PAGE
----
In this same vein, counsel for Foster also asserts that while the Unsatisfied Claim and Judgment Fund law "does not specifically provide for the exclusion from evidence the amounts paid or collectible pursuant to N.J.S.A. 39:6-86.1 . . . there is no reason why that exclusion should not apply under the facts and circumstances of the case at bar." The obvious answer to that argument is that the expenses attributable to the Danley accident were not collectible under the "no fault" benefits of the Unsatisfied Claim and Judgment Fund law any more than they were under PIP: included among the limitations prerequisite to N.J.S.A. 39:6-86.1 benefits is the requirement that the damages arise "out of the ownership, maintenance, operation or use of an automobile, as defined in P.L. 1972, c. 70 [ยงยง 39:6A-1 to 39:6A-18] registered or principally garaged in this State." (Emphasis supplied). The Danley vehicle, registered in Pennsylvania, simply did not qualify. Because of our conviction that the procedure employed in this matter was designed to facilitate the proper interests of both parties and thus promote justice for all, we believe the second point urged by Foster, that the trial judge erred in failing to sever "for separate trial those matters which required proof of plaintiff's medical expenses," is without merit. If doubt as to identification justifies determination of liability in a single trial, Schaefer v. Strelecki , 107 N.J. Super. 7, 13 (App.Div.1969), then we are satisfied that we should not disturb the discretion exercised by a trial judge in consolidating cases where there is doubt respecting the responsibility for medical expenses

[182 NJSuper Page 288]

in a matter where the accidents are only one week apart. As was said in Schaefer v. Strelecki, supra at 13, the spirit of our modern practice and the requirements of substantial justice seem to demand such a consolidation. Quagliato v. Bodner , 115 N.J. Super. 133 (App.Div.1971).

Finally, Foster urges that the trial judge erred in denying his motion for a remittitur or, in the alternative, a new trial. The basis for our rejection of this argument is clearly stated in Baxter v. Fairmont Food Co. , 74 N.J. 588 (1977), where the following appears:

The judgment of the initial factfinder then, whether it be a jury, as here, or a judge as in a non-jury case (see Leimgruber v. Claridge Assoc. , 73 N.J. 450, 455-56 (1977); Rova Farms Resort v. Investors Ins. Co. , 65 N.J. 474, 483-84 (1974); State v. Johnson , 42 N.J. 146, 162 (1964); National Institute for Rehab. Engineering v. Fenton , 146 N.J. Super. 434, 436 (App.Div.1976); Greenfield v. Dusseault , 60 N.J. Super. 436, 444 (App.Div.), aff'd o.b. , 33 N.J. 78 (1960)) is entitled to very considerable respect. It should not be overthrown except upon the basis of a carefully reasoned and factually supported (and articulated) determination, after canvassing the record and weighing the evidence, that the continued viability of the judgment would constitute a manifest denial of justice. The process of "weighing" the evidence is not to encourage the judge to "evaluate the evidence as would a jury to ascertain in whose favor the evidence preponderates" (Kulbacki v. Sobchinsky , 38 N.J. 435, 455 (1962) (Haneman, J., concurring) and on that basis to decide upon disruption of the jury's finding. "[T]he judge may not substitute his judgment for that of the jury merely because he would have reached the opposite conclusion; he is not a thirteenth and decisive juror." Dolson v. Anastasia, supra , 55 N.J. at 6. Nevertheless, the process of evidence evaluation called "weighing" is not "a pro forma exercise, but calls for a high degree of conscientious effort and diligent scrutiny. The object is to correct clear error or mistake by the jury." Id. It is only upon the predicate of a determination that there has been a manifest miscarriage of justice, that corrective judicial action is warranted. [At 597-598]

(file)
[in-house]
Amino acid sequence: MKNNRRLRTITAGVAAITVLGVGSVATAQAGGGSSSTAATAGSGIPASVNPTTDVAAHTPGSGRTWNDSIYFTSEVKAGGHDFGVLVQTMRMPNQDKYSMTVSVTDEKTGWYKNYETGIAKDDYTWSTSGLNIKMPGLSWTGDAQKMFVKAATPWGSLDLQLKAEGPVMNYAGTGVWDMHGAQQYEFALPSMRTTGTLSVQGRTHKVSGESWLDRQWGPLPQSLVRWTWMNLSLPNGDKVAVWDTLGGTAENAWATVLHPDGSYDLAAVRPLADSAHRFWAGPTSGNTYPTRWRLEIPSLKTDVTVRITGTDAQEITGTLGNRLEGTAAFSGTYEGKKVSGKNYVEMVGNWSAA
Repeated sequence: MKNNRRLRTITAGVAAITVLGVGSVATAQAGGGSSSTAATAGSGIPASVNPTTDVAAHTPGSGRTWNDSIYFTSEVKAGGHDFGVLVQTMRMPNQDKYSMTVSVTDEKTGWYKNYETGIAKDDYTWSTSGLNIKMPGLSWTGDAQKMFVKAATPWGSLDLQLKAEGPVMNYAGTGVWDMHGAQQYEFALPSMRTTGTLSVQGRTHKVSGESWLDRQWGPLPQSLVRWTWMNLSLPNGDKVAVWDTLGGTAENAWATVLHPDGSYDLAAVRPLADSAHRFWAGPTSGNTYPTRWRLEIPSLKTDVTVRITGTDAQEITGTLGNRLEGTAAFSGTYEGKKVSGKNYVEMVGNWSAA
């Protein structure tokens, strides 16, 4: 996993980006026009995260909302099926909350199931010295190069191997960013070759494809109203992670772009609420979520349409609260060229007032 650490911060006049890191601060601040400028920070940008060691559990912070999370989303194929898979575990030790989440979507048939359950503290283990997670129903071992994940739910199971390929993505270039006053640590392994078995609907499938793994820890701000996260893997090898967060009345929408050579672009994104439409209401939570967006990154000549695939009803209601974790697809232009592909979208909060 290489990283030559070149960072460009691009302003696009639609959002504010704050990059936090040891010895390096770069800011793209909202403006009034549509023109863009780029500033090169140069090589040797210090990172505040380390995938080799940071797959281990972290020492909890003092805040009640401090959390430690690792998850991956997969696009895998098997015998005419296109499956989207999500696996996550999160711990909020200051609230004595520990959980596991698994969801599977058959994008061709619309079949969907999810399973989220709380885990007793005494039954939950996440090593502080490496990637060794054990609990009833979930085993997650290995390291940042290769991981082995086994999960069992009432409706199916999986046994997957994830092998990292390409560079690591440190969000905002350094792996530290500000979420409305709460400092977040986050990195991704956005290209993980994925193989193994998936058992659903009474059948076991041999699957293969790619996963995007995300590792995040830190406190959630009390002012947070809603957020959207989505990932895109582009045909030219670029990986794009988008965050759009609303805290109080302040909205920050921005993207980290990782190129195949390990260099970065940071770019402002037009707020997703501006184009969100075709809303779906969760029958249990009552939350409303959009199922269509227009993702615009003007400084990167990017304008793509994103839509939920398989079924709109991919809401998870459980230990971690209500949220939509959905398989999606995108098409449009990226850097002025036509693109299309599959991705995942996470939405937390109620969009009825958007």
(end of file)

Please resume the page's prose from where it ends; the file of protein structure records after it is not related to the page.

In this matter on the motion for new trial, the trial judge expressly refused to substitute his judgment for that of the jury and, in considering the motion, correctly applied the proper standards set down by the cases. He determined on adequate findings that there was no miscarriage of justice under the law. Our careful examination of the record produces no reason to fault him with respect to either his findings or his conclusion.